The ordination of Jean-Marie Vianney, curé of Ars

The ordination story of the patron saint of parish priests, the curé of Ars, is told by Patrick H. Daly, a parish priest in the Diocese of Birmingham.

The majority of Catholic priests, both at the present time and throughout history, have belonged to the secular clergy, incardinated in a diocese and directly subject to their bishop. Vatican II calls all priests ‘co-workers’ of the bishops. Those who fulfil this role assignment most closely in terms of their apostolate and their spiritual, institutional and legal relationship with Church hierarchy are those priests we call ‘secular’. That is true today and historically was the case in the generations after initial evangelisation by missionaries in all places where dioceses were established and bishops were settled in their cathedrals. Thus most of those men ordained throughout the history of the Church were secular priests.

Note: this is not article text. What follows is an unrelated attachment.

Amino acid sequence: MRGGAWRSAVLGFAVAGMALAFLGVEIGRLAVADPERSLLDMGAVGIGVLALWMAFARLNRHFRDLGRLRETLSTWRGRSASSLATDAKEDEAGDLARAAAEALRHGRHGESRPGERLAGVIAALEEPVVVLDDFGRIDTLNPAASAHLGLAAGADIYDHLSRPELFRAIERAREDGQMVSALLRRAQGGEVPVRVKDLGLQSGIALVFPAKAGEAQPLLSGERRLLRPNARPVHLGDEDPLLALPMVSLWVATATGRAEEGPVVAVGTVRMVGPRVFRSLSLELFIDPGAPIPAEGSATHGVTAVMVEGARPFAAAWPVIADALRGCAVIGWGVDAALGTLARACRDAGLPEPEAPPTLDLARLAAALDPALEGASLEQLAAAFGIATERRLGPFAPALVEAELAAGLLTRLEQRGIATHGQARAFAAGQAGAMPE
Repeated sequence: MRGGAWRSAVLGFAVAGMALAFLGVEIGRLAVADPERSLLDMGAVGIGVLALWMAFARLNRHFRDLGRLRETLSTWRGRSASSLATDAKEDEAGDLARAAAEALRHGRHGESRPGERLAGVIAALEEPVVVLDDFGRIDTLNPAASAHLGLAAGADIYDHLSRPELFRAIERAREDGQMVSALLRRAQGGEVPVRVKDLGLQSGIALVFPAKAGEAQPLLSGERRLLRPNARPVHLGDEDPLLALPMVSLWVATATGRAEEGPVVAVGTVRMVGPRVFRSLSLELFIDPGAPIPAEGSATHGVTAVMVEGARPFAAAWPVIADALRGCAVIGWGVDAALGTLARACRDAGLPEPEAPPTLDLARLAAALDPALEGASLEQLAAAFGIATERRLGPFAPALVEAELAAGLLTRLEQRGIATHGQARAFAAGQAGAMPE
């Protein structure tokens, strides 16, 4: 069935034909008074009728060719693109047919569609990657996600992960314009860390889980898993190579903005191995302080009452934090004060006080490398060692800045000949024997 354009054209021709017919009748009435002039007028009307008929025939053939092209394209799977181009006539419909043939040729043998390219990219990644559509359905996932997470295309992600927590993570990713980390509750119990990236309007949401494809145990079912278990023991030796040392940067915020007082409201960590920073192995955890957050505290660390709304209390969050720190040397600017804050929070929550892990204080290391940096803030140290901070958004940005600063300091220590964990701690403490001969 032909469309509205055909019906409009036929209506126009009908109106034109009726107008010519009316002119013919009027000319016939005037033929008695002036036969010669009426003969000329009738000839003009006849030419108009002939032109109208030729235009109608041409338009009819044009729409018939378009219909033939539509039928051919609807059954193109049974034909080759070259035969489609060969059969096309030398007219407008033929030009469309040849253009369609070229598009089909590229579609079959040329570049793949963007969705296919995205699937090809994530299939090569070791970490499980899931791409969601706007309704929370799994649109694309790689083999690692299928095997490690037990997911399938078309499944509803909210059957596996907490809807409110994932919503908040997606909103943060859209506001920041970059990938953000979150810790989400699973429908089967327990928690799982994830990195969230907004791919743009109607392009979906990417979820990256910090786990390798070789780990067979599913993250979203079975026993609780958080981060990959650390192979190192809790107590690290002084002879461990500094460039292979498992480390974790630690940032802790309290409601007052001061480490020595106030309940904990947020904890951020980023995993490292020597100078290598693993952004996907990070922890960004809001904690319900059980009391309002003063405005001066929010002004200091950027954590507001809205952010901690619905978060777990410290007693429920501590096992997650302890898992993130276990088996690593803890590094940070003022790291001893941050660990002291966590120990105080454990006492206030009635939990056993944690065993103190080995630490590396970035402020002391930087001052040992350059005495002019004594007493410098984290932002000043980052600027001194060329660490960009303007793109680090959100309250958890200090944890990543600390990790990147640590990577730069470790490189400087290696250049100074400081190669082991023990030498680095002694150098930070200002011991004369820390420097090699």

It is odd therefore that so few secular priests were ever canonised saints. In the Middle Ages it was bishops or mendicant friars who were canonised, in the Counter-Reformation period and afterward it was founders or reformers of Religious Orders. Jean-Marie Vianney (1786–1859)1, universally known as the curé (parish priest) of Ars, was the first secular priest to be raised to the altars of the Church as a confessor and, perhaps because he had no rivals or quite simply because of his amazing virtue and his pastoral zeal, he became patron of the secular clergy of his native France when beatified by Pope Pius X in 1905. Subsequently he was made patron of all parish priests in 1929 by a decree of Pope Pius XI four years after he had canonised him a saint.

Even today the curé of Ars continues to be proposed to the secular clergy as a role model. It is known that Pope John Paul II had a devotion to Jean-Marie Vianney since his earliest days as a young priest and, in his teaching on the priesthood (a subject which he held particularly dear and to which he regularly returned during his pontificate), the Polish pontiff regularly encouraged priests, young and old, to model their lives and the pattern of their pastoral ministry on that of the late parish priest of Ars.

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